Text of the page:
GOOGLE HAS very quietly launched the first site for developers for its mysterious ‘experimental’ operating system, known as Fuchsia.
Described as everything from ‘the successor to Android’ to ‘a proper merging of Android and Chrome OS’ and a whole bunch of other mad ideas, nobody really knows what Fuchsia is for, but the site does seem to give us a bit more detail than we’ve had before.
What it certainly does do is gives us a way of opening a development environment for Fuchsia within Linux. Fuchsia isn’t Linux in and of itself, but of course, that does mean that (at least in theory) you’ll also be able to develop using the Windows subsystem for Linux.
In fact, Fuchsia runs off a brand new microkernel called Zircon, based on nothing that has gone before and starting an operating system from a standing start like that can take a long time. As such, Google’s reticence to even acknowledge Fuchsia’s existence until recently supports the theory that it isn’t the long-awaited ‘one OS to rule them all’ but rather a ruddy huge alpha test of something entirely new.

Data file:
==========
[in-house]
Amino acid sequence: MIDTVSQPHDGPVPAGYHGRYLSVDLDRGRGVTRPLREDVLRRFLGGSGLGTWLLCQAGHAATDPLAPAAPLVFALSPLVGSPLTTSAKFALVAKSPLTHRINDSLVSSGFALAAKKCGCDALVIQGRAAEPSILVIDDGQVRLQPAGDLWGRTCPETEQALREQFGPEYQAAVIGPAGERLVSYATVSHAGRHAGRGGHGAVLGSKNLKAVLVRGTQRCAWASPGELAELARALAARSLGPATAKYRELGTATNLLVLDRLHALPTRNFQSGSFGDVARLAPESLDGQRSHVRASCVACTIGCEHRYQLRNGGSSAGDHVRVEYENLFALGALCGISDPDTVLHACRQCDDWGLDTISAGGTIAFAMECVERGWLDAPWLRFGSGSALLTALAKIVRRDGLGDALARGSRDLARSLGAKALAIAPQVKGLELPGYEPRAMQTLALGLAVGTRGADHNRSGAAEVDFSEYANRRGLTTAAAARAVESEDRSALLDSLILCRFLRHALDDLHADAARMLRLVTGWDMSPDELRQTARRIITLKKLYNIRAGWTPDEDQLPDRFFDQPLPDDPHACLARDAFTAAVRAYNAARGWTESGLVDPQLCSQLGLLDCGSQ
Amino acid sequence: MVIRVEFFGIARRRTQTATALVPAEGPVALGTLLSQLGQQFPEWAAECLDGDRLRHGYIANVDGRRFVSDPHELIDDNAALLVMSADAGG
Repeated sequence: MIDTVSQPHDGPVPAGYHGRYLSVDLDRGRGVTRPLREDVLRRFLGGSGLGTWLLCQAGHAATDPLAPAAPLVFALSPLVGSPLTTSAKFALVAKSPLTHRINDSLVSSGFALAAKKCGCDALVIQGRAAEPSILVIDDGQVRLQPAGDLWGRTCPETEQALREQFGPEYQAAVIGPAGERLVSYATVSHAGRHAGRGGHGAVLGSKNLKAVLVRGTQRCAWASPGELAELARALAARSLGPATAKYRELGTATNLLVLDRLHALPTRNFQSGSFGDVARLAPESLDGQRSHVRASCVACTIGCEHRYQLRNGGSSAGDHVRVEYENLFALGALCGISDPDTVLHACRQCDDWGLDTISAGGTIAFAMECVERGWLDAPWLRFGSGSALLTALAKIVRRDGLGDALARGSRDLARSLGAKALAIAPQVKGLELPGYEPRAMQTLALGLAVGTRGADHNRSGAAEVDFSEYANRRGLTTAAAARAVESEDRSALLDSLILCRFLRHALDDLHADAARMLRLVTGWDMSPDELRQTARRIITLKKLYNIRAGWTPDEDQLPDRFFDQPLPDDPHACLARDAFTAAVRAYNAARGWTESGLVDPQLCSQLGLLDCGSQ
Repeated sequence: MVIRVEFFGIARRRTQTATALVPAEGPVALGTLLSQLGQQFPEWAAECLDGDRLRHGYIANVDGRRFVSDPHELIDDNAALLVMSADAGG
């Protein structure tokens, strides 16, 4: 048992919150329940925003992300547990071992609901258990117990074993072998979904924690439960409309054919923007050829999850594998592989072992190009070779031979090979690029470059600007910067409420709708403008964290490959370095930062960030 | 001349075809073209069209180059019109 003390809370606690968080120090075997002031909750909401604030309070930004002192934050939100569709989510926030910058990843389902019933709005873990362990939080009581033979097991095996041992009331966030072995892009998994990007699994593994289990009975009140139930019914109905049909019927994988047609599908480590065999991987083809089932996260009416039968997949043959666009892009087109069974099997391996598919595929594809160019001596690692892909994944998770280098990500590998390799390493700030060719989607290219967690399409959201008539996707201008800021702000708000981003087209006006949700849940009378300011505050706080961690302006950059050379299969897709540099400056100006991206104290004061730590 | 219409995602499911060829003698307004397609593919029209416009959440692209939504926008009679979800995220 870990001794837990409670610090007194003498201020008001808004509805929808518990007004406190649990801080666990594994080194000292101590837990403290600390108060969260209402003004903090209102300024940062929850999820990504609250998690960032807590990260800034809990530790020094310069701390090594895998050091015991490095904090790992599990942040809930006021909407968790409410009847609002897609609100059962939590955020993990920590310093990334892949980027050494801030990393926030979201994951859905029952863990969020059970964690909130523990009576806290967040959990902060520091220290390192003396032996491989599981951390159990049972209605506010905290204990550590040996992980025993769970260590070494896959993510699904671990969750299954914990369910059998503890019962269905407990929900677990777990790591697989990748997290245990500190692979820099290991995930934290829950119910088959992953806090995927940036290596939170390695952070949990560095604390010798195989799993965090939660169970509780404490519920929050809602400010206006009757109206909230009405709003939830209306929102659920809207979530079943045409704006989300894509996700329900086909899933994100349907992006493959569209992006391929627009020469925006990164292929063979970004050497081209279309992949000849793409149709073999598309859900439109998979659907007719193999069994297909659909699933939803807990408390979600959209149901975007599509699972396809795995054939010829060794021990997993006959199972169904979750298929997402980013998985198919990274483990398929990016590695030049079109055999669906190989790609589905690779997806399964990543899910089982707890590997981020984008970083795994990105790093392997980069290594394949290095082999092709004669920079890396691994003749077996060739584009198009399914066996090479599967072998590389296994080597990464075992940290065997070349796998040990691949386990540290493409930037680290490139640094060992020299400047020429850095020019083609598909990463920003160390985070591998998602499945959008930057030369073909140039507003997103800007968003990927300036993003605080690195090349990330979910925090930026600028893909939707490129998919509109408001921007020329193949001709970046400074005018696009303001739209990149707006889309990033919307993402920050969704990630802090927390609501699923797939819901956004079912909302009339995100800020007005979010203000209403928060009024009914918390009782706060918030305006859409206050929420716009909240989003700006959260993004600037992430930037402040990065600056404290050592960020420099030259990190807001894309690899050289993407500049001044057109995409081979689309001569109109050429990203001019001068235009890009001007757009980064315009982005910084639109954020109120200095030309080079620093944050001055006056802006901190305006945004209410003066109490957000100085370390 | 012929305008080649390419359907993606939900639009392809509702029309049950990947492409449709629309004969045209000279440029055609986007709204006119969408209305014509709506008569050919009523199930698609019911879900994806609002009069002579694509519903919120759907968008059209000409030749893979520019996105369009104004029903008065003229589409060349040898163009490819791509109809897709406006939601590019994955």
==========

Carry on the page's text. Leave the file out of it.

Of course, it could yet run containerised Android/Chrome apps (it also runs Apple’s Swift code) but the (rather logical) theory that this is a replacement for Google’s current operating systems has been pretty much scotched, for now.
Nevertheless, this is a milestone for Fuchsia. By going public (or at least establishing an official presence), Google is clearly ready to let the wider tech world take a peek at a product that’s a lot nearer to complete at a basic level.
All this gives rise to the question of what, exactly, we’re supposed to be developing for Fuchsia, given that we don’t know what it’s for. It’s currently available to test on a number of select Google devices including the Pixel 3 and Pixelbook, but that makes it as clear as mud. As per.
The usual blah-blah applies – don’t install it on your main device, it could and probably will bork spectacularly when you fiddle with it.